Double entry bookkeeping is often said to have been invented by a Franciscan monk Luca Pacioli in Milan. In 1494 he wrote the ‘Summa de Arithmetica, Geometria, Proportioni et Proportionalita’. He is also said to have been Leonardo Da Vinci’s math teacher.
However, in 1458 Benedikt Kotruljević wrote about double entry bookkeeping in: Book on the Art of Trade.
So the method used by modern accounting firms to this day was invented in the 15th century.
However, one of the biggest things that small business owners struggle with is this area of bookkeeping and accounting.
This is not surprising when they have little education in the area and it can be quite complex.
For example, double entry accounting divides transactions up into 5 types – assets, liabilities, equity, revenue and expenses. And then the ‘double entry’ is done by ‘debits’ and ‘credits’ such that for the accounts to be in balance, the debits must equal the credits.
So it can be confusing for people who are untrained in accounting to understand that an increase in assets and an increase in expenses are both debits. And likewise, an increase in liabilities and an increase in revenue are both credits.
For many years, small business owners have kept a ledger that records the cash in and the cash out, together with other ledger records of money owed to (accounts receivable) and money owed by the business (accounts payable.)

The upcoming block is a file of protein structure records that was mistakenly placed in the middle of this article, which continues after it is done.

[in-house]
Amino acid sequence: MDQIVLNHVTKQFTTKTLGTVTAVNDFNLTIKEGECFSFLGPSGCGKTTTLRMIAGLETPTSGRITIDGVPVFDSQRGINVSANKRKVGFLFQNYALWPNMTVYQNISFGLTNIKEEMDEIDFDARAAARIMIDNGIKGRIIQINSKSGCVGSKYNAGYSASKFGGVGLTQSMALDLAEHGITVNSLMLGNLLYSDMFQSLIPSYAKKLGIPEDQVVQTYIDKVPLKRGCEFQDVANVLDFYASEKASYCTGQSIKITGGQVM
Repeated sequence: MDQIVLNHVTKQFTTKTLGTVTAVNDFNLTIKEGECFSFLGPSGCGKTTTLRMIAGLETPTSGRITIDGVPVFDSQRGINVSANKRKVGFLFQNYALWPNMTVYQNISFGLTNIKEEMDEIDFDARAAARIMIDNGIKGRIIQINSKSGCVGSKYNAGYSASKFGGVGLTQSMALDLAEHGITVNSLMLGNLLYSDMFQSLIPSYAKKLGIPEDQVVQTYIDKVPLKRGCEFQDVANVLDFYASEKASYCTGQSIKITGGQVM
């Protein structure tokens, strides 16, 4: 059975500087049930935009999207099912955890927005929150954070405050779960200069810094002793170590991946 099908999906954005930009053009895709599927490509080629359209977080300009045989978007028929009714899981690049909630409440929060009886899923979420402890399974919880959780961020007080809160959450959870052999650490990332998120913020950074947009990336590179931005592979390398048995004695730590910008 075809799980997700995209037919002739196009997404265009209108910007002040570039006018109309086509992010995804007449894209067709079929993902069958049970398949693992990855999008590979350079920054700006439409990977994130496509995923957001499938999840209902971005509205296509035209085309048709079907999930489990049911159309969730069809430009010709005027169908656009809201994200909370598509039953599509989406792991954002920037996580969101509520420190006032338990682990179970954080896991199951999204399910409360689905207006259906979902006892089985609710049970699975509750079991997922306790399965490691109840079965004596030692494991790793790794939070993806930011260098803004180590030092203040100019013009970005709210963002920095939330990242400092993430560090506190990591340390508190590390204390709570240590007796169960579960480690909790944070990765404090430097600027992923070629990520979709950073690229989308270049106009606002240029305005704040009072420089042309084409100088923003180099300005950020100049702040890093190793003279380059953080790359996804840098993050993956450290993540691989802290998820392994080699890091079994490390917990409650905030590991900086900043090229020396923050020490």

Find out more about double entry bookkeeping at http://en.wikipedia.org/wiki/Double-entry_bookkeeping_system
The introduction of computers and software has brought the technology advances to give small business owners the opportunity to keep their own double entry accounting records. Unfortunately it has not brought with it the required skill levels because, as we said earlier, double entry accounting is confusing.
When small business owners try to do their own accounting, or when they engage bookkeepers who don’t really know what they are doing either (not all of them of course), they cause a massive problems for their accountants who often have to spend hours of time finding the errors and correcting them in order to prepare correct financial statements.
What conceptually could have been a benefit to both small business owners and their accountants can cause accountants a lot of headaches and the small business owners a lot of additional cost.
So the reason for this blog is to explore the concepts of small business accounting and bookkeeping, what is changing, what is new and what is effective for small business owners to keep great records that reduce their costs and make life easy for their accountants and tax advisers.
We trust you enjoy the content we have to share.
The J3 Team